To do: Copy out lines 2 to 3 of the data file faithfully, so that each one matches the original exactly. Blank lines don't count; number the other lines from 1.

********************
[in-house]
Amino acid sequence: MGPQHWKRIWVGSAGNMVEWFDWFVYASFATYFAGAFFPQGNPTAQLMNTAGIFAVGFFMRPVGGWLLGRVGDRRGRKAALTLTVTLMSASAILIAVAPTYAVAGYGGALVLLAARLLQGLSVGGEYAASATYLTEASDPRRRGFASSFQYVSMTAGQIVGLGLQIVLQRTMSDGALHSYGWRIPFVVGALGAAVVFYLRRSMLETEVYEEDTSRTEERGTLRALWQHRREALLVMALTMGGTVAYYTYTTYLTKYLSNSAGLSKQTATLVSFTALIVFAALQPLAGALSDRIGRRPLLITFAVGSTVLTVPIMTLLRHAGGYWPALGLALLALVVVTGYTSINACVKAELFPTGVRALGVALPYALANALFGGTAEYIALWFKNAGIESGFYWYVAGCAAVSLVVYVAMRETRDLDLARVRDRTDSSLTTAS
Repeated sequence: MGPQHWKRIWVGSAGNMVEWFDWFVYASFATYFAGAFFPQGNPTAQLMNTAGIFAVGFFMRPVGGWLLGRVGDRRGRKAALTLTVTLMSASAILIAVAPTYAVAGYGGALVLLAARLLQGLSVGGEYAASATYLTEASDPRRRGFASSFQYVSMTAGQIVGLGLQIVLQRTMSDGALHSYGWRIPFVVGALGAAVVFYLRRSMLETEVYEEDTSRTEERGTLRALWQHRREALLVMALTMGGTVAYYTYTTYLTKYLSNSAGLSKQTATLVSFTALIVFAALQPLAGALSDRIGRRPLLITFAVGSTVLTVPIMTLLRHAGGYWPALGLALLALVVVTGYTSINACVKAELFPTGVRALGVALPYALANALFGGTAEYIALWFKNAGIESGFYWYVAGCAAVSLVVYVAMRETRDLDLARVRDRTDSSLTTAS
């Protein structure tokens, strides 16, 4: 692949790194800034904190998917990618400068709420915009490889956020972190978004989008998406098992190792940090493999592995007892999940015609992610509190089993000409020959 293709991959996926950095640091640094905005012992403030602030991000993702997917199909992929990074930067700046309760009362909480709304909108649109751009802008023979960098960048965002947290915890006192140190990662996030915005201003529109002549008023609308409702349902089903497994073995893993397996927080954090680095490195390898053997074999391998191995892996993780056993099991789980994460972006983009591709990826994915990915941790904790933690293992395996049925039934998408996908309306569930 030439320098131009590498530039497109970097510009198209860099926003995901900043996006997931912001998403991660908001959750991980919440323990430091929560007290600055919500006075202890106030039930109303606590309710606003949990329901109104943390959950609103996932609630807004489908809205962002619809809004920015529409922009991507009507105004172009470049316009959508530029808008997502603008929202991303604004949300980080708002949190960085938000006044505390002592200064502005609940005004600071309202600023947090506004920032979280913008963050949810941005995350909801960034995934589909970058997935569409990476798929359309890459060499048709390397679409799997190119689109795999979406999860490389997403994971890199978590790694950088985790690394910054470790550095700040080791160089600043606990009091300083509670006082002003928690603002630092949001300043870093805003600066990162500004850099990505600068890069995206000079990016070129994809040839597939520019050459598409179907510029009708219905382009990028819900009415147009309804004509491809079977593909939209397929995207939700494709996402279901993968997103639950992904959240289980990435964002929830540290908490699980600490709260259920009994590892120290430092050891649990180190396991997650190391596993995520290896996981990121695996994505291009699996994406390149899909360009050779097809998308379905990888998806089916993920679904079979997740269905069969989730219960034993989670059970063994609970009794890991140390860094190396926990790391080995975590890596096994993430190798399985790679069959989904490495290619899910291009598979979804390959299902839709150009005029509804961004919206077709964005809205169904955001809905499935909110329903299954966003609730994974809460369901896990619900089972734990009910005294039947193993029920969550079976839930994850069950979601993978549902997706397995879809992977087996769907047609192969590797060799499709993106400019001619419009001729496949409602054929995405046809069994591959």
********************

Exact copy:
Amino acid sequence: MGPQHWKRIWVGSAGNMVEWFDWFVYASFATYFAGAFFPQGNPTAQLMNTAGIFAVGFFMRPVGGWLLGRVGDRRGRKAALTLTVTLMSASAILIAVAPTYAVAGYGGALVLLAARLLQGLSVGGEYAASATYLTEASDPRRRGFASSFQYVSMTAGQIVGLGLQIVLQRTMSDGALHSYGWRIPFVVGALGAAVVFYLRRSMLETEVYEEDTSRTEERGTLRALWQHRREALLVMALTMGGTVAYYTYTTYLTKYLSNSAGLSKQTATLVSFTALIVFAALQPLAGALSDRIGRRPLLITFAVGSTVLTVPIMTLLRHAGGYWPALGLALLALVVVTGYTSINACVKAELFPTGVRALGVALPYALANALFGGTAEYIALWFKNAGIESGFYWYVAGCAAVSLVVYVAMRETRDLDLARVRDRTDSSLTTAS
Repeated sequence: MGPQHWKRIWVGSAGNMVEWFDWFVYASFATYFAGAFFPQGNPTAQLMNTAGIFAVGFFMRPVGGWLLGRVGDRRGRKAALTLTVTLMSASAILIAVAPTYAVAGYGGALVLLAARLLQGLSVGGEYAASATYLTEASDPRRRGFASSFQYVSMTAGQIVGLGLQIVLQRTMSDGALHSYGWRIPFVVGALGAAVVFYLRRSMLETEVYEEDTSRTEERGTLRALWQHRREALLVMALTMGGTVAYYTYTTYLTKYLSNSAGLSKQTATLVSFTALIVFAALQPLAGALSDRIGRRPLLITFAVGSTVLTVPIMTLLRHAGGYWPALGLALLALVVVTGYTSINACVKAELFPTGVRALGVALPYALANALFGGTAEYIALWFKNAGIESGFYWYVAGCAAVSLVVYVAMRETRDLDLARVRDRTDSSLTTAS